In the words of Thomas Edison, solitude is when, one does their best thinking.
The importance of solitude can further be divulged into by Franz Kafka’s words that writing is the ultimate source of utter solitude, it acts as a welcome reprieve.
Another of William Wordsworth’s contemporaries, Lord Byron was of the opinion that letter writing was the ultimate way of merging good company with solitude.
In Ralph Waldo Emerson’s renowned essay “Self-Reliance” he surmises that it is quite easy to dwell in the world without caring for its opinion but the greatest level of solitude and tranquility is achieved when a person learns to be carefree in the midst of a crowd and learn the bliss of eternal solitude.
And in “Nature” he states that “the universe …show more content…
His sister Dorothy was sent to reside at Halifax with a relative, and the boys of the family were sent to study at Hawkshead where they were educated quite well and cared for (Williams 1993). It is quite possible that this turned out to be Wordsworth’s origin as a solitary person who had no close friends but only nature was his ally and reprieve. However, due to his solitary and introverted nature, he had the chance to contemplate deeply and thoroughly and more importantly, learned to appreciate the pure beauty and grandeur of nature that is, more often than not, taken for granted and easily ignored by people. The childhood solitude and melancholy thus became the inspiration behind William Wordsworth’s numerous famous poems. In literature, Existentialism (philosophical movement) ponders the question of human existence. Existence here indicates the ability of a human being to be able to recognize his potentialities and exercise his freedom and choice in making decision. This philosophy has quite notably impacted the world literature and the reader could easily detect
Click here to unlock this and over one million essaysGet Access
In Ralph Waldo Emerson’s “Self-Reliance,” Emerson calls for each person in society to be wholly true to themselves. He claims that it is most rewarding to the individual and the society for people to believe in one’s own thoughts and not in the thoughts of others. Emerson believes that conformity will ultimately lead to an individual’s demise because by living for others, people are not being true to themselves. Therefore in order to have a well-formed society, citizens should focus inward and have confidence in their own ideas before beginning to look towards other individuals; moreover, Emerson calls individuals not only in “Self-Reliance,” but also in numerous essays to act independently from conformity and to live for themselves.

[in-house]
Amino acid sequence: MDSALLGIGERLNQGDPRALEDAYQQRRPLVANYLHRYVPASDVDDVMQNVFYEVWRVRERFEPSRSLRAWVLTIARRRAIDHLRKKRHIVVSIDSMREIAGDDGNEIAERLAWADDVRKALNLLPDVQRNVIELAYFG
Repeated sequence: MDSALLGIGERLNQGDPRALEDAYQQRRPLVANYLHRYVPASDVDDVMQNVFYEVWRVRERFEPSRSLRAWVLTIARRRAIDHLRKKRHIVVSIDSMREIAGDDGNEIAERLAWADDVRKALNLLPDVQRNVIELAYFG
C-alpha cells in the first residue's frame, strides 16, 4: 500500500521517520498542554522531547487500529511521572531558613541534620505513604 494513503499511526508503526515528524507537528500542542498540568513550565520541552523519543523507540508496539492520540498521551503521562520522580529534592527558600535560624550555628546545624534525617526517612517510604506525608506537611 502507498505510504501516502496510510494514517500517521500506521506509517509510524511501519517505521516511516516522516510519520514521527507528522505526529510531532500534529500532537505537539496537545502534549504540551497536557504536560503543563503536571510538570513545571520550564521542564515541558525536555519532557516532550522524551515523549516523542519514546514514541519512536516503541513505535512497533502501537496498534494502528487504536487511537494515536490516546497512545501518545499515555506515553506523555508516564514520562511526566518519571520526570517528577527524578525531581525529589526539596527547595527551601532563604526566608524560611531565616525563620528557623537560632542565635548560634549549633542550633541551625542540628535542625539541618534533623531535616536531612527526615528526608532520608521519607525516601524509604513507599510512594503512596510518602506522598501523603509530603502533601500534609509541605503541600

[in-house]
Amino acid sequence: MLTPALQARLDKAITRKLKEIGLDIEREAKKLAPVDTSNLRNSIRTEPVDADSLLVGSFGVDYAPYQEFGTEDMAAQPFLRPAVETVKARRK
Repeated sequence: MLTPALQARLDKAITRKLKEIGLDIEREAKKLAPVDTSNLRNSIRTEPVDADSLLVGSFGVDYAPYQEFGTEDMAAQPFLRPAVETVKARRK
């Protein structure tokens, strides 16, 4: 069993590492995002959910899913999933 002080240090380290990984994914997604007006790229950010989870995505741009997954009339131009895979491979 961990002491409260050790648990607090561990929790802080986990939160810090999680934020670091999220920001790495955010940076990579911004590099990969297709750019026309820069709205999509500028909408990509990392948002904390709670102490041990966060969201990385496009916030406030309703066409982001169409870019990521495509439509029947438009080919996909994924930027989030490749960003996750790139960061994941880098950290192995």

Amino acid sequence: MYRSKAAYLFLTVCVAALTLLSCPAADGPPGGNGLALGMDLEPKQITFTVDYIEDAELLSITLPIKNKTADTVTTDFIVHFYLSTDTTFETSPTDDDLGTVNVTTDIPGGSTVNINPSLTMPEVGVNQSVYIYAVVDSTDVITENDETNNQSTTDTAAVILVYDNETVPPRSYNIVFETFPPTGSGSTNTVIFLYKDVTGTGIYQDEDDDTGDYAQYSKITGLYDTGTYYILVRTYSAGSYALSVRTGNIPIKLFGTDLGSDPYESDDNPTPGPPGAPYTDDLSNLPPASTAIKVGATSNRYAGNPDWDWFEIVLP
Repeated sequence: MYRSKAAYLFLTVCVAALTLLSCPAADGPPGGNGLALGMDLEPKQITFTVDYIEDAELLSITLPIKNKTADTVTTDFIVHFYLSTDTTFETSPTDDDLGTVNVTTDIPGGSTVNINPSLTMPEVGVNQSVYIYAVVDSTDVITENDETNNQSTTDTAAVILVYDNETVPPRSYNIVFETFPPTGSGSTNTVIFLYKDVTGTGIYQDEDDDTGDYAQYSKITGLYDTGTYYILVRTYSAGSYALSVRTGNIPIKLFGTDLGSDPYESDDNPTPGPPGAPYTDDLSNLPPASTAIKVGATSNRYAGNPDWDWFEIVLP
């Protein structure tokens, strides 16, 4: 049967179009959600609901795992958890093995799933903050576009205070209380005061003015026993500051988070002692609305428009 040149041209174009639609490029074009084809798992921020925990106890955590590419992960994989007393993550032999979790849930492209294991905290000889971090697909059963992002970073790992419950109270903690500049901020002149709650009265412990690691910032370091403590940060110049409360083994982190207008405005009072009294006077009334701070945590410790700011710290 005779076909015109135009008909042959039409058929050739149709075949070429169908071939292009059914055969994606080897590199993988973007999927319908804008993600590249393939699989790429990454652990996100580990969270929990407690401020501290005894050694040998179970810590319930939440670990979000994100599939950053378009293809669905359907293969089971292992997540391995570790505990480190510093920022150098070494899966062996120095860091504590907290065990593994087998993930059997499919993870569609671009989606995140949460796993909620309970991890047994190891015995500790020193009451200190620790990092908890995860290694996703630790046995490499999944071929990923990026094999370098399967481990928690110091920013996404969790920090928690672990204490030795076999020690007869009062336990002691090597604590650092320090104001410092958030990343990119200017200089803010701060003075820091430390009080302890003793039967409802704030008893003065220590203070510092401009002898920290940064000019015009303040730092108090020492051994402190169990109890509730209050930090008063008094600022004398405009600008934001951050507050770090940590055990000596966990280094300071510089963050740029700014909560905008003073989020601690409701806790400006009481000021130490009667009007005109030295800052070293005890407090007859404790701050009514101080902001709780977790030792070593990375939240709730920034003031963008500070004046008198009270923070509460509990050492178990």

Existentialism is a philosophy that puts emphasis on the existence of a person’s freedom or life. In a human point of view, it means to believe in oneself, not a group or religion. (33)
In this article the meaning of Existentialism is explained as the author, Randall Niles, describes how existentialism is a 20th century philosophy that centers itself on the analysis of human existence. He explains the popular slogan “existence precedes essence” by the very first founders of Existentialism, Jean Paul Sartre. The notion of the slogan is described by explaining how humans come into existence when they are first born, and spend their lifetime changing their essence and nature so it satisfies them. The philosophy of Existentialism is further analysed by explaining how humans find themselves and the ultimate meaning of their life by acknowledging their responsibility and making decisions accordingly. Moreover, it also explains